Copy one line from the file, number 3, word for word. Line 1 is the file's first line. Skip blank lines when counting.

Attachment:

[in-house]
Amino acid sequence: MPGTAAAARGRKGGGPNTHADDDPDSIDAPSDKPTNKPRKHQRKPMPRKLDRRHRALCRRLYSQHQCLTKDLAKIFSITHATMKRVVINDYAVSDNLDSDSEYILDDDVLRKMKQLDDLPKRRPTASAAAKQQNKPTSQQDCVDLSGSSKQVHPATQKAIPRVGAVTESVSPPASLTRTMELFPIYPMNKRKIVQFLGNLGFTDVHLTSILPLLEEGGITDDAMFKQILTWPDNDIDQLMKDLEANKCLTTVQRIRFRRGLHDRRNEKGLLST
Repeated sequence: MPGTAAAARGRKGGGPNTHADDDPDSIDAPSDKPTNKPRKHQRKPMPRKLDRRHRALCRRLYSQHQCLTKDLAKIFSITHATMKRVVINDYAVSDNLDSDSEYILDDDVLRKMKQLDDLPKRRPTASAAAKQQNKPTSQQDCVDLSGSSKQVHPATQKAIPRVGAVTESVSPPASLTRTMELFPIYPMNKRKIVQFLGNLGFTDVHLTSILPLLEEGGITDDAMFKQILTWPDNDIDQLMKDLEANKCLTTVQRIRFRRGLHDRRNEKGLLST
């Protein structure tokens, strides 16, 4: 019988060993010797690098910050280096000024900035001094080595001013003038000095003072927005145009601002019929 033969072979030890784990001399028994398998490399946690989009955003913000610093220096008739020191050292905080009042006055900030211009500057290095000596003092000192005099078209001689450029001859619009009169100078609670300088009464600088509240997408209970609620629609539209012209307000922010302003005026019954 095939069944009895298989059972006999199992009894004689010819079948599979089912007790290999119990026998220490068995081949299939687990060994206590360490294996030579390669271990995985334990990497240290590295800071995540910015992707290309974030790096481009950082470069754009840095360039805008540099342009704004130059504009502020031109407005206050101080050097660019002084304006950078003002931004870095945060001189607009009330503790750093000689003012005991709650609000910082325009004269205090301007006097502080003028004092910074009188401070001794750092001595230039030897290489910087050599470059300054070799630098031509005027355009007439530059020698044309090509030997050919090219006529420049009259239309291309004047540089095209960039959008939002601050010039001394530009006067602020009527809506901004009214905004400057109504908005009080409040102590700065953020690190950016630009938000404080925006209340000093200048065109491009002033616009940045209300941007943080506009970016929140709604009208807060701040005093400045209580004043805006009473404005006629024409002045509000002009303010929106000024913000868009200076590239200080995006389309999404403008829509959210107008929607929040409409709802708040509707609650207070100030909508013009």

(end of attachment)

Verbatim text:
Repeated sequence: MPGTAAAARGRKGGGPNTHADDDPDSIDAPSDKPTNKPRKHQRKPMPRKLDRRHRALCRRLYSQHQCLTKDLAKIFSITHATMKRVVINDYAVSDNLDSDSEYILDDDVLRKMKQLDDLPKRRPTASAAAKQQNKPTSQQDCVDLSGSSKQVHPATQKAIPRVGAVTESVSPPASLTRTMELFPIYPMNKRKIVQFLGNLGFTDVHLTSILPLLEEGGITDDAMFKQILTWPDNDIDQLMKDLEANKCLTTVQRIRFRRGLHDRRNEKGLLST